Understanding School Refusal & How To Best Support Your Child
By: Laura Miller, LMSW
As the leaves begin to turn, it’s undeniable that colder weather is upon us. However, it may be harder to believe that your child is already well into their first couple of months of school. The beginning of the school year is a difficult and stressful time for students and their families, and with so much additional stress this school year, your child’s transition back to school may not have been as smooth as past years. In fact, school refusal occurs in five percent of school children, peaking at ages five to seven years old, and then again at eleven and fourteen years old. The term “school refusal” refers to an individual’s difficulty to attend school often due to emotional distress. Keep reading to better understand school refusal and ways to support your child.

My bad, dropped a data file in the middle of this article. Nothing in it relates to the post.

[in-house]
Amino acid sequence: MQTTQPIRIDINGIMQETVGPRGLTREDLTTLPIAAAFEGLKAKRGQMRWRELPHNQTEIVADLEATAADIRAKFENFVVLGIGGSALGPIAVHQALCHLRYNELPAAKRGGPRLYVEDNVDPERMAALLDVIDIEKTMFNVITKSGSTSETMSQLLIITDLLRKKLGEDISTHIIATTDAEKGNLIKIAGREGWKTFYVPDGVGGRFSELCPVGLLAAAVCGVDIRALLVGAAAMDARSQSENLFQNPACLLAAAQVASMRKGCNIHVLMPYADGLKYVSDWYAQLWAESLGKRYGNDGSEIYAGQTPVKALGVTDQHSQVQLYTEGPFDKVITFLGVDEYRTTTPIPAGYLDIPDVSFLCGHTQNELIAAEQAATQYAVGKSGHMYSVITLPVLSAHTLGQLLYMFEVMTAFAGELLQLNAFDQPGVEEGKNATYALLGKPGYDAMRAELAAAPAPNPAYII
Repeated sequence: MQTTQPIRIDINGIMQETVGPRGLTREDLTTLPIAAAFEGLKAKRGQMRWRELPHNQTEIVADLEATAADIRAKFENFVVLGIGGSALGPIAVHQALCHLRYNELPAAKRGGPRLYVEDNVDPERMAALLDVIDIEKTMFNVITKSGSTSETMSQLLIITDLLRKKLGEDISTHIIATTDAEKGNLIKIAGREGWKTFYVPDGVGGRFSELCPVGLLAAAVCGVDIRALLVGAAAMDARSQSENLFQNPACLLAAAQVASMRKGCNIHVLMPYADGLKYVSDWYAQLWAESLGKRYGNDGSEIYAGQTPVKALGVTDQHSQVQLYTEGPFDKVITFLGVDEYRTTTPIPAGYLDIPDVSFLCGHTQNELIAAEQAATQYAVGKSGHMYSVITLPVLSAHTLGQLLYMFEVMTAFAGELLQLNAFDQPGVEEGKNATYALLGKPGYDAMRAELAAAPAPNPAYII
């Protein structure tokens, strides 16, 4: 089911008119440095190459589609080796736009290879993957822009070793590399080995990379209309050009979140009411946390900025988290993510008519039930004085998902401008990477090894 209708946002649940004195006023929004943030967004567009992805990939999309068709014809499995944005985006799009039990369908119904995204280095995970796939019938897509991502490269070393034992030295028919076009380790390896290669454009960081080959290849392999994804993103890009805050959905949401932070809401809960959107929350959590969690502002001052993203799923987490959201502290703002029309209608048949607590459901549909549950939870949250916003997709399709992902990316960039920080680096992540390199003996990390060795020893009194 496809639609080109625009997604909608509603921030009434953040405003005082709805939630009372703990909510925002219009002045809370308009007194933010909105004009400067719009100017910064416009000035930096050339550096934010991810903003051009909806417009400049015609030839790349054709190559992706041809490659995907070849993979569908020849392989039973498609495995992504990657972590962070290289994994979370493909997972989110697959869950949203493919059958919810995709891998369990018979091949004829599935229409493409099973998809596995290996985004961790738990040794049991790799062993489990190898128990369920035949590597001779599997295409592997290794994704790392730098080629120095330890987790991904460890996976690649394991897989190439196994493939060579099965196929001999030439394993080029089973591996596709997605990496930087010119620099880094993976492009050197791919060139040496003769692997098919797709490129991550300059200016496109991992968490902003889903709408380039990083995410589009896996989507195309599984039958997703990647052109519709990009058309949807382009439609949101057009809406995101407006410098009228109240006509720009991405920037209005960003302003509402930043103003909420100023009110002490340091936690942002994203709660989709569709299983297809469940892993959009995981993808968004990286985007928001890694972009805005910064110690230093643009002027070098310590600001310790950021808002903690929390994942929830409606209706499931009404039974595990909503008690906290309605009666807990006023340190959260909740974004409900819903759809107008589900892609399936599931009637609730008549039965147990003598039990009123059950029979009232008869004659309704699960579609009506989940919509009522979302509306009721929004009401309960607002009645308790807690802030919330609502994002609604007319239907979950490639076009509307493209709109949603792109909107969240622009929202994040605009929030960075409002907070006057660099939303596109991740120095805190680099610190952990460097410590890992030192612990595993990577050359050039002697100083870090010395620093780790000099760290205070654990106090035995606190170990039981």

School Refusal Symptoms
Most often, school refusal is associated with anxiety symptoms such as fears related to separation from parents, tests, peers, teachers, or difficulty with transition itself. Many children will express a desire to go to school, however when the time comes for drop off or to get on the school bus, they may become frozen and refuse to attend school. Many children also experience somatic symptoms such as headaches, abdominal pain, shakiness, dizziness, or nausea. These symptoms may be present in the morning as the child gets ready to attend school, and then later disappear if the child stays home.
Identify the Anxiety